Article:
New­fie jokes and the bond that joins us

The Compass - - OPINION -

So this New­found­land Pen­te­costal preacher fin­ishes his ser­mon on Sun­day morn­ing and walks to the back of the church to greet and shake hands with his parish­ioners as they leave.

Soon he comes upon the sev­enyearold son of a long-stand­ing mem­ber.

“ Good morn­ing, Freddy,” the preacher says, reach­ing out to shake the boy’s hand.

As the preacher takes Freddy’s hand, he feels some­thing in his palm. “ What’s this?” the preacher asks. “Money,” says Freddy, a big smile on his face. “It’s for you!”

“I can’t take your money, Freddy. It wouldn’t be right.”

“But I wants ya to have it. Me fad­der says youse the poor­est preacher we ever had, and I wants to help ya.”

This is one of hun­dreds of jokes found in the lat­est New­fie joke book, gram­mat­i­cal er­rors and all.

This edi­tion was com­piled by Natasha White.

Born in St. John’s, she was raised in Dildo. Is this in it­self a New­fie joke? Natasha’s pub­lisher sug­gests she “ un­doubt­edly de­vel­oped her witty sense of hu­mour” in the Trin­ity Bay com­mu­nity.

Com­plet­ing her high school ed­u­ca­tion in New­found­land, Natasha made the move to Al­berta, where she cur­rently works as a writer.

I don’t know if this is Natasha’s first book, but it’s cer­tainly the one that’s go­ing to re­ceive a lot of at­ten­tion — both pos­i­tive and neg­a­tive — in the days to come.

Al­ready, three re­sponses, rang­ing from the con­dem­na­tory to the lauda­tory, can be found on the chap­ web­site.

At one end of the spec­trum, Dianne Ross writes, “For too long, New­found­lan­ders have been pur­ported to write this crap them­selves. I se­ri­ously doubt it. No other nation, mi­nor­ity or ethic group would put up with this. There would be a long lineup to the Hu­man Rights Com­mis­sion of­fices. Natasha needs to grow up.”

At the op­po­site end of the spec­trum, Ni­cola Quil­liam writes, “Good for the author. At least she made a buck off this and man­aged to get in a chap­ter about main­lan­ders, as well! Get over your­self and let your­self laugh at some­thing.”

To be truth­ful, much of the con­tent of Natasha’s book is funny, some very much so. As I read se­lected jokes to my wife, then she to me, we both laughed so hard, we al­most fell off our chairs.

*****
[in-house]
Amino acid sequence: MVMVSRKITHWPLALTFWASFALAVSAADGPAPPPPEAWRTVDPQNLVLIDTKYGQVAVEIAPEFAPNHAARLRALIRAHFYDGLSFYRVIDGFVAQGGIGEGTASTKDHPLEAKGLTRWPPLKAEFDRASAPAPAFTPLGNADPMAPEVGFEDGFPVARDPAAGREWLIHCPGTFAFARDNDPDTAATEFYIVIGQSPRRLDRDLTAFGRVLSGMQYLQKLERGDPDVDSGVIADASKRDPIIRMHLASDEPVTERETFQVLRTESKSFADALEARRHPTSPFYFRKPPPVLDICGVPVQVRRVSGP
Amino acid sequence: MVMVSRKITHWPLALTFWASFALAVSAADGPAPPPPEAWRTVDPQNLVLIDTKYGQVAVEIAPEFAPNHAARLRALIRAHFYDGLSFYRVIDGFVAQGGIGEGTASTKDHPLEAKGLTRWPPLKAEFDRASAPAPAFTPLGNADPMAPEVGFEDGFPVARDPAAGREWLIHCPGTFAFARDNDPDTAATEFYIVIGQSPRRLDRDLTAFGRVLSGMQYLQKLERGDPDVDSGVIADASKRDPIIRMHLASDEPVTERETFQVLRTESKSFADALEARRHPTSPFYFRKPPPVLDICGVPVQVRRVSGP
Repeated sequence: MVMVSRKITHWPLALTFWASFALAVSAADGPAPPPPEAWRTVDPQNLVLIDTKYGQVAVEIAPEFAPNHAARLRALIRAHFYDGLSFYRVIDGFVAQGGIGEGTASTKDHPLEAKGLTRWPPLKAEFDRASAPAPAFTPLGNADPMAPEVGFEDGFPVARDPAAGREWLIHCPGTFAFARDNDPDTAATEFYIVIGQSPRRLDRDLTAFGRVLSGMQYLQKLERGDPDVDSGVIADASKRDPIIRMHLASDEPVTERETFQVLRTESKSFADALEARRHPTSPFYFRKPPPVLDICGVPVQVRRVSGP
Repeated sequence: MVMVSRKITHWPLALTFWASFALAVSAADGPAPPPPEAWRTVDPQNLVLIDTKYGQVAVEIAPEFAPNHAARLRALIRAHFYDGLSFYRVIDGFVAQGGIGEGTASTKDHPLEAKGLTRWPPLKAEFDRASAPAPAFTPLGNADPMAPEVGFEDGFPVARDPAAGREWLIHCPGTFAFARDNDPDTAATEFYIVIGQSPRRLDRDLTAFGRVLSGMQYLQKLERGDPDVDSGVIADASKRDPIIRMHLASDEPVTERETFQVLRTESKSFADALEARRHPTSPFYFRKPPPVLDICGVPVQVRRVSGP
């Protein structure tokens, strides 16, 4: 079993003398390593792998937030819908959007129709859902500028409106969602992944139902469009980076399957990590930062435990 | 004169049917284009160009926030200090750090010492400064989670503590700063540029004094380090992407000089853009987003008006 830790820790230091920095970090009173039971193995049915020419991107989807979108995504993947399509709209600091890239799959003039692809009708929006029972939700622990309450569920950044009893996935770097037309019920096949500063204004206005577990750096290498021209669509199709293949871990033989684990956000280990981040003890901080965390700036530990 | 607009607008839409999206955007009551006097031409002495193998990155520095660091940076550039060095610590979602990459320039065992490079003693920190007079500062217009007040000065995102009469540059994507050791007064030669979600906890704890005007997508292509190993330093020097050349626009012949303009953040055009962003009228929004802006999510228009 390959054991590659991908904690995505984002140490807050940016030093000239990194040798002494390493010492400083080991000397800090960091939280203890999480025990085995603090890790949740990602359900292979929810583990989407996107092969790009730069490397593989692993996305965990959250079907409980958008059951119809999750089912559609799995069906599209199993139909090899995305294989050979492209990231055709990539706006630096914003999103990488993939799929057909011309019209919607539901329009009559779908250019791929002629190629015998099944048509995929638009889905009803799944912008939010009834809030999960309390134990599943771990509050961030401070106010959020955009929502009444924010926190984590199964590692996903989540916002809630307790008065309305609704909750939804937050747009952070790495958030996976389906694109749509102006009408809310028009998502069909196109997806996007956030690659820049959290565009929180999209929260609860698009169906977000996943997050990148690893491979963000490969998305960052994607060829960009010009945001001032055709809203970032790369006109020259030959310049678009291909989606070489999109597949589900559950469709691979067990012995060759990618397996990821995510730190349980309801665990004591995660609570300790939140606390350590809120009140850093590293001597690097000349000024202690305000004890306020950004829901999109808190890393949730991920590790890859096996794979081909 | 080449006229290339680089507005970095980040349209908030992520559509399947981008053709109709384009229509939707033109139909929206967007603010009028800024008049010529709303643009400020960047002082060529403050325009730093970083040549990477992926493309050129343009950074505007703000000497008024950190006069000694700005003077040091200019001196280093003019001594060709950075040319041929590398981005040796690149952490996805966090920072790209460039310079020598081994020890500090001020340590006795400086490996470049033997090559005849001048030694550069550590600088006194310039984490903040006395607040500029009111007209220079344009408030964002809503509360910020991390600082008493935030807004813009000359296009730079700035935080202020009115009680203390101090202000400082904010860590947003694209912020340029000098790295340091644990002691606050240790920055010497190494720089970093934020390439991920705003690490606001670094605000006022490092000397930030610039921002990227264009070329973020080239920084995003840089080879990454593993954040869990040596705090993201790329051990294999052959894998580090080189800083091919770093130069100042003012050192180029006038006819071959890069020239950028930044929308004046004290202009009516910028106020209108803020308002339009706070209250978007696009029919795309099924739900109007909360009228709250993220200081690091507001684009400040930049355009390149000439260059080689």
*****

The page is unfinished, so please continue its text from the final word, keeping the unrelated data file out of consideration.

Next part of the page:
“I think I’ll write a se­ries of joke books,” I told Sherry. “ The pos­si­bil­i­ties are end­less. There could be sep­a­rate books about Blacks, Ja­panese, Jews, Pak­ista­nis, Mex­i­cans and His­pan­ics. I could make a liv­ing at this.”

Not a good idea, she said. Wise woman.

Ap­par­ently New­fie joke books con­tinue to be big, if not best, sell­ers. Ac­cord­ing to the num­ber line on the copy­right page in Natasha’s book, the edi­tion I have is the tenth print­ing since the first edi­tion was re­leased ear­lier this year.

Natasha ad­mits in her in­tro­duc­tion, “it’s … prob­a­ble that some­one, some­where, is go­ing to start the de­bate — again — about the deroga­tory na­ture of New­fie jokes.”

She has her own pe­cu­liar opin­ion on the New­fie vs. New­found­lan­der de­bate: “I know ‘New­found­lan­der’ is the cor­rect term for some­one who re­sides on the is­land of New­found­land, but I be­lieve ‘New­fie’ is a term that we born-and­breds wear with pride when we are talk­ing about our abil­ity to laugh at our­selves in the face of the rest of Canada’s un­yield­ing crit­i­cism.”

In fact, she left her Dildo home ashamed to say where she was from, but now she is proud to tell peo­ple.

She even ad­mits that the “ jokes are told to get a laugh or to put us down.”

Put us down? What’s so great about that? Is this why Black, Ja­panese, Jewish, Pak­istani, Mex­i­can and His­panic jokes are told … to put them down?

If so, is that rea­son enough to tell them? Me­thinks not.

When all is said and done, per­haps the best ar­gu­ment against eth­nic jokes is expressed by Michael Mullins: “ To make a joke about one of us is to weaken the bond that joins us. Such jokes make one of us into an ‘other.’ Jokes dis­par­age the dif­fer­ence that mul­ti­cul­tur­al­ism cel­e­brates.”

In­ci­den­tally, you wanta know one of the best — or worst — New­fie jokes ever?

A book of jokes about New­found­lan­ders, writ­ten by a New­found­lan­der from Dildo who now lives in Al­berta, is pub­lished by a folk­lore pub­lisher in Al­berta.

Newspapers in English

Newspapers from Canada

© PressReader. All rights reserved.